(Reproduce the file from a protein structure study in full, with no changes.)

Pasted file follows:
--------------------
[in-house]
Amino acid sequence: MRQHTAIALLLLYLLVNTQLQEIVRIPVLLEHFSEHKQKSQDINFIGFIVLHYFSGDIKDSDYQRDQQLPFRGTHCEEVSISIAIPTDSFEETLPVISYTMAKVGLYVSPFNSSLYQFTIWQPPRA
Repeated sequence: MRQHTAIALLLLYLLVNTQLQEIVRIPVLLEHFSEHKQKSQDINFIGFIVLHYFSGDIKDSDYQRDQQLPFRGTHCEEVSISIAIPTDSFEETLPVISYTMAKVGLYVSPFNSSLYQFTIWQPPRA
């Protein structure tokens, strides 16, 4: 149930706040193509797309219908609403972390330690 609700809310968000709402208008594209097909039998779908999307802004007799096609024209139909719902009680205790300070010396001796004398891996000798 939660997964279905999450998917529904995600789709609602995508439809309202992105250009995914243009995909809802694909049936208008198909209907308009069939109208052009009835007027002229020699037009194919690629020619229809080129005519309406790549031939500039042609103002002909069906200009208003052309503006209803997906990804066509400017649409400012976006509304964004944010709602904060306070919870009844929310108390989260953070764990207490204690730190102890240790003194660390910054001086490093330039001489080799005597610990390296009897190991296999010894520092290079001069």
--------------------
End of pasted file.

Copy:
[in-house]
Amino acid sequence: MRQHTAIALLLLYLLVNTQLQEIVRIPVLLEHFSEHKQKSQDINFIGFIVLHYFSGDIKDSDYQRDQQLPFRGTHCEEVSISIAIPTDSFEETLPVISYTMAKVGLYVSPFNSSLYQFTIWQPPRA
Repeated sequence: MRQHTAIALLLLYLLVNTQLQEIVRIPVLLEHFSEHKQKSQDINFIGFIVLHYFSGDIKDSDYQRDQQLPFRGTHCEEVSISIAIPTDSFEETLPVISYTMAKVGLYVSPFNSSLYQFTIWQPPRA
């Protein structure tokens, strides 16, 4: 149930706040193509797309219908609403972390330690 609700809310968000709402208008594209097909039998779908999307802004007799096609024209139909719902009680205790300070010396001796004398891996000798 939660997964279905999450998917529904995600789709609602995508439809309202992105250009995914243009995909809802694909049936208008198909209907308009069939109208052009009835007027002229020699037009194919690629020619229809080129005519309406790549031939500039042609103002002909069906200009208003052309503006209803997906990804066509400017649409400012976006509304964004944010709602904060306070919870009844929310108390989260953070764990207490204690730190102890240790003194660390910054001086490093330039001489080799005597610990390296009897190991296999010894520092290079001069």